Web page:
Former NBA star and current television commentator Barkley arrives on a horse for Game 3 of the NBA Western Conference in Oklahoma City

Charles Barkley criticizes NCAA, supports Bruce Pearl at Auburn reunion event

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Charles Barkley is at it again. The outspoken NBA analyst, and former league MVP, was invited back to Auburn along with other prominent former Tiger players and coaches on Friday and Barkley spoke out against the NCAA while defending new Auburn head coach Bruce Pearl.

Pearl took the Auburn job in March after being fired from Tennessee as the head coach faced a three-year NCAA show-cause penalty stemming from recruiting violations and lying to NCAA officials. In a report from Duane Rankin of the Montgomery Advertiser, Barkley gave his take on the incident while also taking a shot at the NCAA.

“I thought he got screwed by the NCAA. He did not get a fair deal with the NCAA. I’m not a big NCAA fan as you can tell. What happened to him was really unfair,” Barkley said on Friday.

Barkley was invited back to Auburn for the Moore’s Mill Club event by Pearl along with former Auburn head coaches Sonny Smith and Cliff Ellis — currently the head coach at Coastal Carolina. Former players also attended the event and Barkley appreciated that Pearl invited former coaches of the program to maintain support.

“I want to thank Bruce for having all us guys back,” Barkley said in the report. “It’s really cool. I look forward to coming back any time I get an opportunity. The one thing people aren’t talking about is I thought it was cool to invite all the old coaches. People always invite the old players back, but to invite the old coaches, I thought that was spectacular. I’m glad to be here, we’re going to have some fun.”

The former forward also had kind words to say about Pearl and Barkley said he’ll continue to support the new head coach in whatever way that he can.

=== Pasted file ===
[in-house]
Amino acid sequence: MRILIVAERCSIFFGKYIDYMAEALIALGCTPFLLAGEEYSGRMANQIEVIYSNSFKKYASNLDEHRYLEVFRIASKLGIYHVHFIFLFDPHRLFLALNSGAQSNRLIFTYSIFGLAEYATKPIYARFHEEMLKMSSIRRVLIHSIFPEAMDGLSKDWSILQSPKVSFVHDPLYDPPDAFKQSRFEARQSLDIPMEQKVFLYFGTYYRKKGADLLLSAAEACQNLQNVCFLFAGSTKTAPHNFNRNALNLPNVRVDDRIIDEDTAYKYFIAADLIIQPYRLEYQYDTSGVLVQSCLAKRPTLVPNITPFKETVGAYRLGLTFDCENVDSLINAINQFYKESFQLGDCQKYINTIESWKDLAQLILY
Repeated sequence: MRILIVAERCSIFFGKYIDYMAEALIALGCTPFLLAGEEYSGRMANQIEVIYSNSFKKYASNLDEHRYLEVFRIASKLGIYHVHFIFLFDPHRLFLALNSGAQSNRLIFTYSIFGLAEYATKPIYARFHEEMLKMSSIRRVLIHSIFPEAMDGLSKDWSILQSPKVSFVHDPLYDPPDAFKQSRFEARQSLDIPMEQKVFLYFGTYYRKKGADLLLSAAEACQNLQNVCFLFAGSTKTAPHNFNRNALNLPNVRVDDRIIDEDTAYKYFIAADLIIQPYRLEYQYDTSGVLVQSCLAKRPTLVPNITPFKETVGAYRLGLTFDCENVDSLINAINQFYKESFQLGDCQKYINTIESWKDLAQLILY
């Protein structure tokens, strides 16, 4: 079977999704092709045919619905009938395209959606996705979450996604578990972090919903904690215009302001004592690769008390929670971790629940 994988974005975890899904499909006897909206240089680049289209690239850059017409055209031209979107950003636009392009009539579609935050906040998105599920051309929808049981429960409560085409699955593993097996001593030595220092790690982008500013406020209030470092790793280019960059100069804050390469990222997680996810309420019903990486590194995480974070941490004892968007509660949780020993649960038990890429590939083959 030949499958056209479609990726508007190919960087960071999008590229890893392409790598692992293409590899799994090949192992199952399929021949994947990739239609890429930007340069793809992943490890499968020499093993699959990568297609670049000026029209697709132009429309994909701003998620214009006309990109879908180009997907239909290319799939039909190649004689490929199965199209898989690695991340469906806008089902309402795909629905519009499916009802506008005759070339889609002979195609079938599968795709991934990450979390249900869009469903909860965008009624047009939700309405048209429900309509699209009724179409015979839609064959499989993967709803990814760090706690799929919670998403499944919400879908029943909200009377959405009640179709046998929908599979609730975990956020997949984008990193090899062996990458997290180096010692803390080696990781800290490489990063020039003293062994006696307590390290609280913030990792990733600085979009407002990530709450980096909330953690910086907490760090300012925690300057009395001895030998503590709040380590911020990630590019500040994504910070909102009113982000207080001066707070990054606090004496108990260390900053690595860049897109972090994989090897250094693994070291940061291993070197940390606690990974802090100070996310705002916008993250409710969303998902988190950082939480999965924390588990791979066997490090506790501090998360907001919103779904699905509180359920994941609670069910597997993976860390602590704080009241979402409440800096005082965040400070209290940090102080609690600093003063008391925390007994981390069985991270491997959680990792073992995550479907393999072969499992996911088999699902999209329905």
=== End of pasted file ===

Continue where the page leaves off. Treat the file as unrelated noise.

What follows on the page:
“I’m going to support Bruce. I’m not one those alumni. Trust me, Auburn has enough alumni who are in a pain in the [expletive] to run the football program. I’m going to support Bruce,” Barkley said to Rankin. “Whatever he needs from me, I want to support the program. I’m not one of those alumni. I just want to support my team and my school. That’s it. Plain and simple.”

It’s nice for Pearl to have an event like this and the new head coach seems to have done a nice job of bringing back important figures in Auburn’s basketball history to continue to support the program. Bringing back a current Division I head coach in Cliff Ellis, who led Auburn to two Sweet 16 appearances, especially shows that Pearl respects the legacy of former key members of the program as he looks to build the Tigers into a perennial contender in the SEC.

As for Barkley, it’s interesting that he’s taking shots at the NCAA when he helps provide studio coverage of the NCAA Tournament in March. Nobody is ever going to get Charles Barkley to stop talking, but will this criticism of the NCAA hurt his broadcasting career in any way?

VIDEO: University of New Orleans aids area flood victims

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After over 20 inches of rain fell over three days and over 60,000 homes were damaged in southeastern Louisiana, New Orleans coach Mark Slessinger called his acquaintance, John Derenbecker, in the area to check in. Derenbecker and his family were fine, Slessinger learned, but many in the area were not.

I told (Derenbecker) to figure out who needed the help the most,” Slessinger told the New Orleans Times-Picayune, “that I had my whole crew who could come help out on Saturday and Sunday.”

That led Slessinger and his team to the home of an elderly couple, Elbert and Ione Norred, whose house was ravaged by over four feet of flood water. The Privateers helped slog out debris, cut away wet insulation and whatever else needed removing from the soaked home.

“I appreciate everything you have done,” Ione Elbert told the Privateers. “Nobody knows how long it would have taken us to have done this.”

The Red Cross estimates that the relief effort for the flooding could cost upwards of $30 million in the region. To make a donation to the organization call 1-800-RED CROSS.

UNO’s baseball team also got in on the aid effort, heading to Baton Rouge over the weekend.

“We are proud to see our student-athletes, coaches and staff serve our fellow Louisianians in their time of need,” UNO Director of Athletics Derek Morel said in a statement. “The men and women of our program understand the importance of serving others and using our resources to help those in less-fortunate situations. We will continue to play for neighbors.”